On the brink of the referendum on independence, the first collection in six years from this major Scottish poet
To make a testament is to attempt to pass on what matters most. In his seventh full-length collection of poems Robert Crawford writes of love, loss, belief, and commitment. Whether in intimate erotic lyrics or in a sustained engagement with the politics of Scottish independence he writes with passion, wit, and assurance about struggles to pass on values and treasures. The book opens with a sequence of love poems, and closes with ‘Testament’, a startlingly fresh gathering of deftly rhymed paraphrases based on the New Testament. Whether making versions of Cavafy or elegising fellow poet Mick Imlah, or writing how a father hands on a piece of marble to his son, Robert Crawford shows in Testament how poetry can communicate from generation to generation aspects of what makes us most vulnerably and engagingly human.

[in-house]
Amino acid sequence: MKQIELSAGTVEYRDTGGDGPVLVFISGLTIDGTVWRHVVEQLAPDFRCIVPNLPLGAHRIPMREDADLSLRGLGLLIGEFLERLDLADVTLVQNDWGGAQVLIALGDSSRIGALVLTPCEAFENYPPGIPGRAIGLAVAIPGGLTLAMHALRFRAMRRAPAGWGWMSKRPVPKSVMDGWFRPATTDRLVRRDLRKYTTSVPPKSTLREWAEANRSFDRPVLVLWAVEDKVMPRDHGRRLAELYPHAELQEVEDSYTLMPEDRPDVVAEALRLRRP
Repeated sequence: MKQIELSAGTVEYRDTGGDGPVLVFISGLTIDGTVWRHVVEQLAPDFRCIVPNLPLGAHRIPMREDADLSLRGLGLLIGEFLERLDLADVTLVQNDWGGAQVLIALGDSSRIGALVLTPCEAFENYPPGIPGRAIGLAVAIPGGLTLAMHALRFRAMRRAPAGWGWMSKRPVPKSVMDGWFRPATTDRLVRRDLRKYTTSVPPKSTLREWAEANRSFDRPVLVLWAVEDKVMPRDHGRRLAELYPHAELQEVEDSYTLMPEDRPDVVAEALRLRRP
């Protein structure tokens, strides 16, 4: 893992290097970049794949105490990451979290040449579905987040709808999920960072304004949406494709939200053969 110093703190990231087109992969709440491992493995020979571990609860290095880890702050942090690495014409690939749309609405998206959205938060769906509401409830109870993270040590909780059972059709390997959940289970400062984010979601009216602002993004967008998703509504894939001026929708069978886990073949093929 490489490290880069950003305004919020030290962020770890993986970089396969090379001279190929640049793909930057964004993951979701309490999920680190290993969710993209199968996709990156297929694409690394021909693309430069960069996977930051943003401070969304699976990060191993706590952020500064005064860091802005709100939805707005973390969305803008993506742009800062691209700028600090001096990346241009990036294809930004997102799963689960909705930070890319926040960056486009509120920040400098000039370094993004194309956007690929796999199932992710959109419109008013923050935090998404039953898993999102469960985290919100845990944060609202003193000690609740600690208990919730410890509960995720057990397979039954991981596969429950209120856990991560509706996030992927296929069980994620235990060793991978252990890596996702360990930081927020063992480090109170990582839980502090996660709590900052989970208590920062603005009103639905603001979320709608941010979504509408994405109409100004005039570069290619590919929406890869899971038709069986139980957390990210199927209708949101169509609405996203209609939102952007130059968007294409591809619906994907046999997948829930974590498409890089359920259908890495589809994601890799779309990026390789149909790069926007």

“Crawford’s poetic voice has a calm lucidity, never ostentatious or wilfully obscure… Poets are better with metaphors than politicians.”
Sarah Mansfield, Scotland on Sunday